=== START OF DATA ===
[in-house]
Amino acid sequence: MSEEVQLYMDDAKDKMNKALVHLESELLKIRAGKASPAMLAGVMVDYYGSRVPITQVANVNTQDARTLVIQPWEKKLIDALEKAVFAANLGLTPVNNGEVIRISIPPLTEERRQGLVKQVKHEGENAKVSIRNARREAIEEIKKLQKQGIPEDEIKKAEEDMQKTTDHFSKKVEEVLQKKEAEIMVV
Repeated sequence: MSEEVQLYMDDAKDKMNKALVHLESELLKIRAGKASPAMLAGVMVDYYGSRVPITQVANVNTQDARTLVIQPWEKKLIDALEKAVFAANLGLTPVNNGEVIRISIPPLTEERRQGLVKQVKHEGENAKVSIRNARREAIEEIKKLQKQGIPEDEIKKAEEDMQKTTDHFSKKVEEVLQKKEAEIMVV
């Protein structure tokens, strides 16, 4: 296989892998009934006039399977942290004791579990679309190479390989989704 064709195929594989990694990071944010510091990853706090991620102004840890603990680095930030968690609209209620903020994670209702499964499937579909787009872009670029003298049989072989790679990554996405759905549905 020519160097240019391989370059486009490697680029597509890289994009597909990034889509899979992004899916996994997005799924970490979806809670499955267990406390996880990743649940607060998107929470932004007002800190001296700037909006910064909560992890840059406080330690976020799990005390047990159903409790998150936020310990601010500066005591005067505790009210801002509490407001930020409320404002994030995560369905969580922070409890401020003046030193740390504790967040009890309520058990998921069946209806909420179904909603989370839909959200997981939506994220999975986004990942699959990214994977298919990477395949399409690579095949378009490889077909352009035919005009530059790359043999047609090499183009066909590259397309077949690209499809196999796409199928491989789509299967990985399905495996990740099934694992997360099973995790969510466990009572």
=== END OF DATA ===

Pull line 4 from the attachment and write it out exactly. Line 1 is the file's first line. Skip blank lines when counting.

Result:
């Protein structure tokens, strides 16, 4: 296989892998009934006039399977942290004791579990679309190479390989989704 064709195929594989990694990071944010510091990853706090991620102004840890603990680095930030968690609209209620903020994670209702499964499937579909787009872009670029003298049989072989790679990554996405759905549905 020519160097240019391989370059486009490697680029597509890289994009597909990034889509899979992004899916996994997005799924970490979806809670499955267990406390996880990743649940607060998107929470932004007002800190001296700037909006910064909560992890840059406080330690976020799990005390047990159903409790998150936020310990601010500066005591005067505790009210801002509490407001930020409320404002994030995560369905969580922070409890401020003046030193740390504790967040009890309520058990998921069946209806909420179904909603989370839909959200997981939506994220999975986004990942699959990214994977298919990477395949399409690579095949378009490889077909352009035919005009530059790359043999047609090499183009066909590259397309077949690209499809196999796409199928491989789509299967990985399905495996990740099934694992997360099973995790969510466990009572």